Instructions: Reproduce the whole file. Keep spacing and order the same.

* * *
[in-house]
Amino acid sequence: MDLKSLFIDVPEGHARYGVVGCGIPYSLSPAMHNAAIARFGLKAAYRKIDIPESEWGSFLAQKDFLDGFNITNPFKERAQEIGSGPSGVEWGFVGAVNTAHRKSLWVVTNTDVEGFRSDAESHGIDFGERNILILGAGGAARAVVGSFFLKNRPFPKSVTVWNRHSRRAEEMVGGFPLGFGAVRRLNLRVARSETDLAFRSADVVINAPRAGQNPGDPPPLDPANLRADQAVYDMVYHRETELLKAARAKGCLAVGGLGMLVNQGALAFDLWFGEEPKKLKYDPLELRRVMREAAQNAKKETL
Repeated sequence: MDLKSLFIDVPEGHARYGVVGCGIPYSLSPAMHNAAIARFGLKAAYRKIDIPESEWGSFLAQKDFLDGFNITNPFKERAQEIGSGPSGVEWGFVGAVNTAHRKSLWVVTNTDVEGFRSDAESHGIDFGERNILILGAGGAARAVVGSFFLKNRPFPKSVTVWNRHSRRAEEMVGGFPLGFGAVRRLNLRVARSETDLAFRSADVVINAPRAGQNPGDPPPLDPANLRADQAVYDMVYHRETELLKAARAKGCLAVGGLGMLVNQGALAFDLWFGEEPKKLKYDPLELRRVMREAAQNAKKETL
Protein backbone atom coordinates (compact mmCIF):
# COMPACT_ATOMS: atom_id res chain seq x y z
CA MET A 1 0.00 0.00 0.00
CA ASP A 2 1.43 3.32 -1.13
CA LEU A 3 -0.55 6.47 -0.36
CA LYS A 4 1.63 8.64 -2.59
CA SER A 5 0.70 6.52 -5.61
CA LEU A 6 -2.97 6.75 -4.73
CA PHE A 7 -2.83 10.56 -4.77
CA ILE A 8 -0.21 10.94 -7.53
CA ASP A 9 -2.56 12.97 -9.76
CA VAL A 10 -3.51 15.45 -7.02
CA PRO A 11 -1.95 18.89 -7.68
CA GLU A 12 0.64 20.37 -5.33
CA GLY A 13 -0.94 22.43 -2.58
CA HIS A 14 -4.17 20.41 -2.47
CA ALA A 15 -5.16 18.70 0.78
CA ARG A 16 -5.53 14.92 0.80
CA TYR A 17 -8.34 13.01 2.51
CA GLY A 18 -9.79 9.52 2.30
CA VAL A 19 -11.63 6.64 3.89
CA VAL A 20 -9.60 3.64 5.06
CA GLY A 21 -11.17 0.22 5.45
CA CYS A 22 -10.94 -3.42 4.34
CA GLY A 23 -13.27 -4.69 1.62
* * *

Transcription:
[in-house]
Amino acid sequence: MDLKSLFIDVPEGHARYGVVGCGIPYSLSPAMHNAAIARFGLKAAYRKIDIPESEWGSFLAQKDFLDGFNITNPFKERAQEIGSGPSGVEWGFVGAVNTAHRKSLWVVTNTDVEGFRSDAESHGIDFGERNILILGAGGAARAVVGSFFLKNRPFPKSVTVWNRHSRRAEEMVGGFPLGFGAVRRLNLRVARSETDLAFRSADVVINAPRAGQNPGDPPPLDPANLRADQAVYDMVYHRETELLKAARAKGCLAVGGLGMLVNQGALAFDLWFGEEPKKLKYDPLELRRVMREAAQNAKKETL
Repeated sequence: MDLKSLFIDVPEGHARYGVVGCGIPYSLSPAMHNAAIARFGLKAAYRKIDIPESEWGSFLAQKDFLDGFNITNPFKERAQEIGSGPSGVEWGFVGAVNTAHRKSLWVVTNTDVEGFRSDAESHGIDFGERNILILGAGGAARAVVGSFFLKNRPFPKSVTVWNRHSRRAEEMVGGFPLGFGAVRRLNLRVARSETDLAFRSADVVINAPRAGQNPGDPPPLDPANLRADQAVYDMVYHRETELLKAARAKGCLAVGGLGMLVNQGALAFDLWFGEEPKKLKYDPLELRRVMREAAQNAKKETL
Protein backbone atom coordinates (compact mmCIF):
# COMPACT_ATOMS: atom_id res chain seq x y z
CA MET A 1 0.00 0.00 0.00
CA ASP A 2 1.43 3.32 -1.13
CA LEU A 3 -0.55 6.47 -0.36
CA LYS A 4 1.63 8.64 -2.59
CA SER A 5 0.70 6.52 -5.61
CA LEU A 6 -2.97 6.75 -4.73
CA PHE A 7 -2.83 10.56 -4.77
CA ILE A 8 -0.21 10.94 -7.53
CA ASP A 9 -2.56 12.97 -9.76
CA VAL A 10 -3.51 15.45 -7.02
CA PRO A 11 -1.95 18.89 -7.68
CA GLU A 12 0.64 20.37 -5.33
CA GLY A 13 -0.94 22.43 -2.58
CA HIS A 14 -4.17 20.41 -2.47
CA ALA A 15 -5.16 18.70 0.78
CA ARG A 16 -5.53 14.92 0.80
CA TYR A 17 -8.34 13.01 2.51
CA GLY A 18 -9.79 9.52 2.30
CA VAL A 19 -11.63 6.64 3.89
CA VAL A 20 -9.60 3.64 5.06
CA GLY A 21 -11.17 0.22 5.45
CA CYS A 22 -10.94 -3.42 4.34
CA GLY A 23 -13.27 -4.69 1.62